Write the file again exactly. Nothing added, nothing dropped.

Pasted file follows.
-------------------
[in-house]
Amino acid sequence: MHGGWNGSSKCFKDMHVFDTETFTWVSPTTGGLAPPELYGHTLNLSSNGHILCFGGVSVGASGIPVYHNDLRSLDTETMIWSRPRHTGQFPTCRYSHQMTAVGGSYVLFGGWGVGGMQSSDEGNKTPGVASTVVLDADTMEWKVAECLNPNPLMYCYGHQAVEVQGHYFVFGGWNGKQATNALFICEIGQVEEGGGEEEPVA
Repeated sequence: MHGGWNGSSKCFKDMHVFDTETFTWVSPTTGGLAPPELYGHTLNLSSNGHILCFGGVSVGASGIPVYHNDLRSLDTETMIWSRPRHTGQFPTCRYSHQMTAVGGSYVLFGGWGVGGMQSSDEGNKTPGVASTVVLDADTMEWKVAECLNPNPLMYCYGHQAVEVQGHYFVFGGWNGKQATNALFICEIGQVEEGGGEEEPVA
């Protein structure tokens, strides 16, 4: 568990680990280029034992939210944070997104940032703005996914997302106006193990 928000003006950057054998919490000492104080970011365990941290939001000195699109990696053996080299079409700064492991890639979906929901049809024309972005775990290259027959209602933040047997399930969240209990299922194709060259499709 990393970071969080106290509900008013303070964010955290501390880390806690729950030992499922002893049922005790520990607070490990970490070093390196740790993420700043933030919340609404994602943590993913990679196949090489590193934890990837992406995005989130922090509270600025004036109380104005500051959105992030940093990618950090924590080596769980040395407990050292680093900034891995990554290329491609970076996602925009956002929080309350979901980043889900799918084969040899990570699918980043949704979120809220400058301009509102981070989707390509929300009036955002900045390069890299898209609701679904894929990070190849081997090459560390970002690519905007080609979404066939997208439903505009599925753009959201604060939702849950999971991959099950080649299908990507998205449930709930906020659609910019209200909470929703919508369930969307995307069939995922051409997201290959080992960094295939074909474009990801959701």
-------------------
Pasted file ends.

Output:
[in-house]
Amino acid sequence: MHGGWNGSSKCFKDMHVFDTETFTWVSPTTGGLAPPELYGHTLNLSSNGHILCFGGVSVGASGIPVYHNDLRSLDTETMIWSRPRHTGQFPTCRYSHQMTAVGGSYVLFGGWGVGGMQSSDEGNKTPGVASTVVLDADTMEWKVAECLNPNPLMYCYGHQAVEVQGHYFVFGGWNGKQATNALFICEIGQVEEGGGEEEPVA
Repeated sequence: MHGGWNGSSKCFKDMHVFDTETFTWVSPTTGGLAPPELYGHTLNLSSNGHILCFGGVSVGASGIPVYHNDLRSLDTETMIWSRPRHTGQFPTCRYSHQMTAVGGSYVLFGGWGVGGMQSSDEGNKTPGVASTVVLDADTMEWKVAECLNPNPLMYCYGHQAVEVQGHYFVFGGWNGKQATNALFICEIGQVEEGGGEEEPVA
């Protein structure tokens, strides 16, 4: 568990680990280029034992939210944070997104940032703005996914997302106006193990 928000003006950057054998919490000492104080970011365990941290939001000195699109990696053996080299079409700064492991890639979906929901049809024309972005775990290259027959209602933040047997399930969240209990299922194709060259499709 990393970071969080106290509900008013303070964010955290501390880390806690729950030992499922002893049922005790520990607070490990970490070093390196740790993420700043933030919340609404994602943590993913990679196949090489590193934890990837992406995005989130922090509270600025004036109380104005500051959105992030940093990618950090924590080596769980040395407990050292680093900034891995990554290329491609970076996602925009956002929080309350979901980043889900799918084969040899990570699918980043949704979120809220400058301009509102981070989707390509929300009036955002900045390069890299898209609701679904894929990070190849081997090459560390970002690519905007080609979404066939997208439903505009599925753009959201604060939702849950999971991959099950080649299908990507998205449930709930906020659609910019209200909470929703919508369930969307995307069939995922051409997201290959080992960094295939074909474009990801959701």